How would you say you’ve evolved as a writer over your career?
My early, non-little-kid works were almost exclusively plays and musicals. I wrote my first full-length musical (including the songs) in 1985, and my high school drama department produced it my senior year, 1986. It was entitled “Swingtime,” featured big band and jazz music, and took place in 1986 and 1941. Through the 1990s, I mostly wrote scripts for my murder mystery theater company, Stardust Productions. They were mostly comedies with intricate plots, and that’s where I learned what people liked in a murder mystery. It was also during that time I began writing ad copy and brochures as my career in advertising took shape. When I tackled my first novel, Murder Behind the Closet Door in 2001, I did it as an exercise in remembering cool things about Wildwood, Ocean City and Atlantic City, New Jersey that I’d experienced. I wrote it with the intention of only sharing it with friends, never to be published, but as more people read it, they convinced me I should publish…and write more. From there, I realized my favorite style was the old noir, gumshoe detective kick with a mix of 1950s flavor and unrestricted modern grit…and also infused with the paranormal, something I’ve been intertwined and nearly obsessed with all my life.
Do you find self-publishing a satisfying option - if so, why, and if not, why not?
Yes, because I can write what I want, when I want, without the pressure of deadlines or the influence of an editor or publisher who doesn’t “get” my style…also meaning I am free to write and self-pub books that aren’t necessarily “commercially viable”, but very entertaining to the audience who appreciates them. On the downside, it’s a lot of work, and the pay is dirt. But at this point in my life I’m not doing it for the money…I do it for kats and kittens who dig this kind of stuff and can’t find enough of it. However, I’m not above a little commercialism. If a publisher were ever interested, I’d bend a little to sell a few books. Just a little.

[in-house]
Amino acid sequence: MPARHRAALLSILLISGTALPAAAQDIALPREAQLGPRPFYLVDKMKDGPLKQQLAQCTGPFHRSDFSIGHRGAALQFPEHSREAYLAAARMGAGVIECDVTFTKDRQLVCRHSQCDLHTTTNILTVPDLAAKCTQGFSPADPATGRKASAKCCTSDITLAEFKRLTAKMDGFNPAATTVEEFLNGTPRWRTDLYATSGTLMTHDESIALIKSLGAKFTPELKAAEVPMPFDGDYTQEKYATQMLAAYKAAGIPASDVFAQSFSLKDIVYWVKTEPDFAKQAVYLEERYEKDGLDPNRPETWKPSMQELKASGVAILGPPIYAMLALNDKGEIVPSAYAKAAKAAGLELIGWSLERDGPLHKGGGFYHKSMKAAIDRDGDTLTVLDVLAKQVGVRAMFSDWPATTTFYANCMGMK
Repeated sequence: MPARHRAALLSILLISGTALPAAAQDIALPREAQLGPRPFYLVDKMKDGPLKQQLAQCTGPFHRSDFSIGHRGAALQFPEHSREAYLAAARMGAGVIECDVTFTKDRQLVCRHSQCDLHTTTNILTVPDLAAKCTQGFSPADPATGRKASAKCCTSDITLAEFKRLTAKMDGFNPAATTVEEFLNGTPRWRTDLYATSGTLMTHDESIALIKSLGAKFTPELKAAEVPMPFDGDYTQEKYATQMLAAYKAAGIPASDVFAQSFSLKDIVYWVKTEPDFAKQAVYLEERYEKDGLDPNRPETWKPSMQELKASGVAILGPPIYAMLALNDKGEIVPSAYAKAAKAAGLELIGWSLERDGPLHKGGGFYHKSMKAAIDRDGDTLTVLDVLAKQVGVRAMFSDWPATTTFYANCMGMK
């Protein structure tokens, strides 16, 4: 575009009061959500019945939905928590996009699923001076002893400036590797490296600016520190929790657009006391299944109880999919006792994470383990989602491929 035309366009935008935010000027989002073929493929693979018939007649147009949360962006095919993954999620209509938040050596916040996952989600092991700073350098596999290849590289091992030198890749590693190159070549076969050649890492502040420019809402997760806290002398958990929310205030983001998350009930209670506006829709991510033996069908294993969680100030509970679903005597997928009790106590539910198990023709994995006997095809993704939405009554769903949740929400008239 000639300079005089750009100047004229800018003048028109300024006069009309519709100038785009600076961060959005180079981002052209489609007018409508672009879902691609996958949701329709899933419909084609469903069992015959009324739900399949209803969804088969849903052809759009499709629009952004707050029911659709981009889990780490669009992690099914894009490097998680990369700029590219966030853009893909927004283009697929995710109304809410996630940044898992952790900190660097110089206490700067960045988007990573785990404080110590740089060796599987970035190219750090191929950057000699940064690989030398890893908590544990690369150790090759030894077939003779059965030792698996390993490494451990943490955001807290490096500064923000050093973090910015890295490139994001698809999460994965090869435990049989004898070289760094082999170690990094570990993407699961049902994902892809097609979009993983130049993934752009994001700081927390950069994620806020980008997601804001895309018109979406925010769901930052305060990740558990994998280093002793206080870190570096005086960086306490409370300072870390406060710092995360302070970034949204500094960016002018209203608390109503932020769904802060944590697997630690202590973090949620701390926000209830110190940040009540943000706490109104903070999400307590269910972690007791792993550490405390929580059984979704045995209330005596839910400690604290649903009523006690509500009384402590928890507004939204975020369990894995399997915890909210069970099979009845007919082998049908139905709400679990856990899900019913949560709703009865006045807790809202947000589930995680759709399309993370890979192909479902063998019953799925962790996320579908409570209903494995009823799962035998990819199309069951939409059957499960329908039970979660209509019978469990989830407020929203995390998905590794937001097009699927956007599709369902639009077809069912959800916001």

What’s next for you?
About two years ago I decided, for fun, to try to write a paranormal mystery that would be more “mainstream” than my other books. Two years later I’m still working on it. It took a long time to find a groove with it that I liked, but I finally did, and I’m happy with it. Just need to finish it off and clean it up. The working title is “Jennifer’s Murder”, and it’s a paranormal mystery that takes place in the present and the 1980s in Margate, NJ (a beach town just south of Atlantic City). Once that’s done and out the door, I’ll be returning to more Detective Riggins noir paranormal mysteries, the stuff I really love to write.
Fiction by Christopher Pinto includes:
Murder Behind the Closet Door, The Wildwood Paranormal Mystery (Book One in the Detective Bill Riggins Series)
Murder on Tiki Island: A Paranormal Mystery in the Florida Keys (Book Two in the Detective Bill Riggins Series)
Murder Under The Boards: The Atlantic City Paranormal Mystery (Book Three in the Detective Bill Riggins Series)
A Flash of Noir (Short Stories and Flash Fiction)
How to Kill Vampires because they are unnatural jerks (A tongue-in-cheek guide to identifying and killing vampires)
Jennifer’s Murder (a paranormal mystery, release date TBA)
For more info visit http://stardustmysteries.com.
PHOTO: CHRISTOPHER PINTO